6 ways India can jump to online wallets overnight

Any transaction that can be safely executed with a cash alternative must be permitted.

 |  4-minute read |   05-12-2016
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India has been part of a rich tradition of use of coinage and paper currency, going back 5,000 years for the former, and the 19th century (oldest surviving currency note was issued by Bank of Bengal in 1812) for the latter.

How then can India suddenly leapfrog into digital payments overnight? (Especially since the total value of notes withdrawn - equivalent to $228 billion - since November 8 (demonetisation) is not all going to be put back into circulation.) I therefore use the word leapfrog with care.

A cashless economy has to have appeal and practicality at the most elementary level.

For eg, a man who repairs punctures at a roadside shack, armed with a basic phone handset, was not willing to accept cash for his service as he had no change for a Rs 500 note. But he was eager for me to use a POS machine to pay him the sum of Rs 200 for fixing a tyre!

None of the branded wallets, which throw front-page ads at you or are plastered all over your TV, for him. He did not have any other app either. Nor had he heard of entry-level handset payment channels, such as USSD or IMPS or Aadhaar-enabled payment.

Couldn't care less.

He was ready to skip (leapfrog?) from a basic Nokia handset and hard cash, to a POS machine. Without going through the popular (easier!) stage of consumer banking apps or a wallet.

So how does one get ubiquity and usage for electronic payment instruments same as cash?

Let's look at prepaid wallets, a cheaper alternate to POS - more frictionless, with wider acceptability.

First, with Aadhaar, PAN, mobile, bank account numbers and other accepted KYC IDs near pervasive, the distinction between minimal and full KYC should be scrapped.

rupee-2-embed_120516045412.jpg A cashless economy has to have appeal and practicality at the most elementary level.

Second, there should be minimal restrictions on transaction value to ensure that wallets emerge as the preferred instrument for day-to-day business payments for low-medium value transactions, to relubricate the informal economy.

Obviously, small and medium businesses, which held nearly 40-50 per cent of the scrapped Rs 500 and Rs 1,000 notes, will get immediate relief by finding a substitute for high denomination notes. Indian startups have seen 30 per cent drop in business volume, and this will also help in getting them back on their feet.

Third, banks should allow top-up of any third-party wallet via debit card and net banking, without restricting them to their own native wallets, to allow P2P payments and transfers for all customers across the banking system.

Banks have hitherto, with regulator acquiescence, taken a dog-in-the-manger approach to ring-fencing their home-made wallets from the more popular FMCG-type branded ones. Wallets once licenced by RBI have to be allowed to inter-operate with any banks' ecosystem.

This approach was detrimental to telcos' which did not allow OTTs services till recently, and proscribed their customers to their own native decks or aggregated VAS content. But today you can avail of off-deck content and operators and customers are much happier for it. The former as they rake in data revenue, and the latter for range of choice and options.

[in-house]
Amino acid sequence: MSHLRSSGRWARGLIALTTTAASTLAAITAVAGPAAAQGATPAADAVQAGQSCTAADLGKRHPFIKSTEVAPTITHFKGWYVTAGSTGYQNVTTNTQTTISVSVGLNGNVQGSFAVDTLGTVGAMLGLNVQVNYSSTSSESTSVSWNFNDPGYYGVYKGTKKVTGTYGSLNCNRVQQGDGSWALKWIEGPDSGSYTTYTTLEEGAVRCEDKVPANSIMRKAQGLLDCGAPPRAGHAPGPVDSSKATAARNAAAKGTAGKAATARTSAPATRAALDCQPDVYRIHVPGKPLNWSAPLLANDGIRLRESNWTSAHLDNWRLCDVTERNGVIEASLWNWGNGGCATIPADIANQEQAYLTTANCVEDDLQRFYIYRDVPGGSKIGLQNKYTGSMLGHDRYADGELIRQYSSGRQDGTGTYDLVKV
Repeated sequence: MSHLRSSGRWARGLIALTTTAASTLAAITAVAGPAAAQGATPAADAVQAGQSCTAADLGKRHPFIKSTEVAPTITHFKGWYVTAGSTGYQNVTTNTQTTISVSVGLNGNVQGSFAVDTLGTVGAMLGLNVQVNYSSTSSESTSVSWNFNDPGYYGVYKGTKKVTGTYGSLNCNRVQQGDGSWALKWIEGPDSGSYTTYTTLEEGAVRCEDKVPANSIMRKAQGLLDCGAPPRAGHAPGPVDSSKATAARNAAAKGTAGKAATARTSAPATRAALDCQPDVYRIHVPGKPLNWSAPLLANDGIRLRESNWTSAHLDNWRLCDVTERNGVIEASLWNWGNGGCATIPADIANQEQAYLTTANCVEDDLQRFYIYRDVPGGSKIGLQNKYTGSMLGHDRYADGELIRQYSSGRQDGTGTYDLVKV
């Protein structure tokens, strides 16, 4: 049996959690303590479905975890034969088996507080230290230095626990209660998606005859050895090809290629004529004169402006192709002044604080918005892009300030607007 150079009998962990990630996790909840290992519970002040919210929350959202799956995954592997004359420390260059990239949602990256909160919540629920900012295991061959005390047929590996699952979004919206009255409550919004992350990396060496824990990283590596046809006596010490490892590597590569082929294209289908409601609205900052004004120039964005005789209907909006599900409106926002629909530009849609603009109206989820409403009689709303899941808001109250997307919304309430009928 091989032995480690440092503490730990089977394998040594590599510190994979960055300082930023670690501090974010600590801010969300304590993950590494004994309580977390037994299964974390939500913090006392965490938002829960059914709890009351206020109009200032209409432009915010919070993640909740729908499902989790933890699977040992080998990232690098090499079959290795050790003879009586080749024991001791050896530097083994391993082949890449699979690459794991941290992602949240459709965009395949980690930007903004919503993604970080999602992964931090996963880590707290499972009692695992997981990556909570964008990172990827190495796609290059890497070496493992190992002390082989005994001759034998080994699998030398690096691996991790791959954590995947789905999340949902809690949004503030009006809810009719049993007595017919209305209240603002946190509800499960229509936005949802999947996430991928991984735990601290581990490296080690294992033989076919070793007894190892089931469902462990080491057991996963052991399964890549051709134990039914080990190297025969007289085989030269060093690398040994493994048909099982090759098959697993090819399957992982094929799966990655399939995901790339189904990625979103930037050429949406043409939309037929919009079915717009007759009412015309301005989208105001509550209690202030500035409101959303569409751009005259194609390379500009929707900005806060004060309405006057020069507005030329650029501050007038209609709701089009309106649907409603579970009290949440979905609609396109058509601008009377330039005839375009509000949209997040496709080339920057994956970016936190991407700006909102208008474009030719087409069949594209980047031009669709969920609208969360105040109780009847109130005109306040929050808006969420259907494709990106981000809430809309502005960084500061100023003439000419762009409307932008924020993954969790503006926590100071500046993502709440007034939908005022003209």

Fourth, wallets should be allowed to inter alia inter-operate seamlessly across other licenced wallets and common merchants (same QR code for instance), allowing for transfer of amount wallet-account to wallet-account. This will facilitate small business and micro-business payments at the lowest levels, to bring liquidity back to the cash-strapped mom-and-pop businesses and the self-employed.

Fifth, all government dues should be payable through mobile wallets RTOs, sub-registrars, municipal corporations, etc, including urban and local bodies. These cities and towns account for about 75 per cent of the 40 crore urban population of the country. These include payment of property tax, professional tax, all user charges like water and power bills, all kinds of fee and licence charges, online booking of community halls, issue and renewal of birth and death certificates, registration of shops and other establishments, and enrolment of library membership.

The purpose of all this is to make cash redundant as far as meeting obligations to the government are concerned. And if the government builds a mega e-mart for all its supplies, then the wallets, among other electronic channels, should be de facto available as the option on the checkout page.

Already there has been a drop in CoD for well-known marketplaces to 40 per cent from an average of 60 per cent, pre-demonetisation.

Sixth, from day one, the government's e-marketplace should aim for zero CoD!

And to do that, "Roy's imperative" states that any transaction that can be safely executed with a cash alternative MUST be permitted.

Also read: Demonetisation: Why banks could be the biggest loser

Writer

Probir Roy Probir Roy

The writer is a serial tech entrepreneur, trustee, commentator on public policy and FinTech. He is an independent director on the board of Nazara Technologies.

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